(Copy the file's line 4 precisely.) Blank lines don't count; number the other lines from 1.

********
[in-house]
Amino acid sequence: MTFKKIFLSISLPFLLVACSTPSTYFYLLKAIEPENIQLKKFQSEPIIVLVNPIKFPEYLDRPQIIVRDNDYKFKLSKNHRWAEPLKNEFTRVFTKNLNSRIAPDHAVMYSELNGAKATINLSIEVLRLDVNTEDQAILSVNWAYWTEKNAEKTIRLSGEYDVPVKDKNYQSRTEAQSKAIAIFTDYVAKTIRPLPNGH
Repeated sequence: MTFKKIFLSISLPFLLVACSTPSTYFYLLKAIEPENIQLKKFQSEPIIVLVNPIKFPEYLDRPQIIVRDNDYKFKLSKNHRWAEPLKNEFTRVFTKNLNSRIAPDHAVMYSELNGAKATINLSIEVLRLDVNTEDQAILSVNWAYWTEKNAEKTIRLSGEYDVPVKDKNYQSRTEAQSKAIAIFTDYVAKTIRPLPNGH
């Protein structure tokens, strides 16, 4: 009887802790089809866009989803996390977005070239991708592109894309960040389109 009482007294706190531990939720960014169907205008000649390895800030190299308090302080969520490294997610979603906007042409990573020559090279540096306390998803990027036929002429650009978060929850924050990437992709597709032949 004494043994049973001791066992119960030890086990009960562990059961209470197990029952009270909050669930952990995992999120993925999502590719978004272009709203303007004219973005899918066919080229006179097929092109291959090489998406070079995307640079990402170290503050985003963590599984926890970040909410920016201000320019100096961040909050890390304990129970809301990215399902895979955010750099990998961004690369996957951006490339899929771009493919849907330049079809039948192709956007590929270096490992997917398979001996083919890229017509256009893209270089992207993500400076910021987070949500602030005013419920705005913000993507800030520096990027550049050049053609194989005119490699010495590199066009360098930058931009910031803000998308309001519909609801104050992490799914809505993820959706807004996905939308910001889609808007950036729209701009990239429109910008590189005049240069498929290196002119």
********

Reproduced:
């Protein structure tokens, strides 16, 4: 009887802790089809866009989803996390977005070239991708592109894309960040389109 009482007294706190531990939720960014169907205008000649390895800030190299308090302080969520490294997610979603906007042409990573020559090279540096306390998803990027036929002429650009978060929850924050990437992709597709032949 004494043994049973001791066992119960030890086990009960562990059961209470197990029952009270909050669930952990995992999120993925999502590719978004272009709203303007004219973005899918066919080229006179097929092109291959090489998406070079995307640079990402170290503050985003963590599984926890970040909410920016201000320019100096961040909050890390304990129970809301990215399902895979955010750099990998961004690369996957951006490339899929771009493919849907330049079809039948192709956007590929270096490992997917398979001996083919890229017509256009893209270089992207993500400076910021987070949500602030005013419920705005913000993507800030520096990027550049050049053609194989005119490699010495590199066009360098930058931009910031803000998308309001519909609801104050992490799914809505993820959706807004996905939308910001889609808007950036729209701009990239429109910008590189005049240069498929290196002119």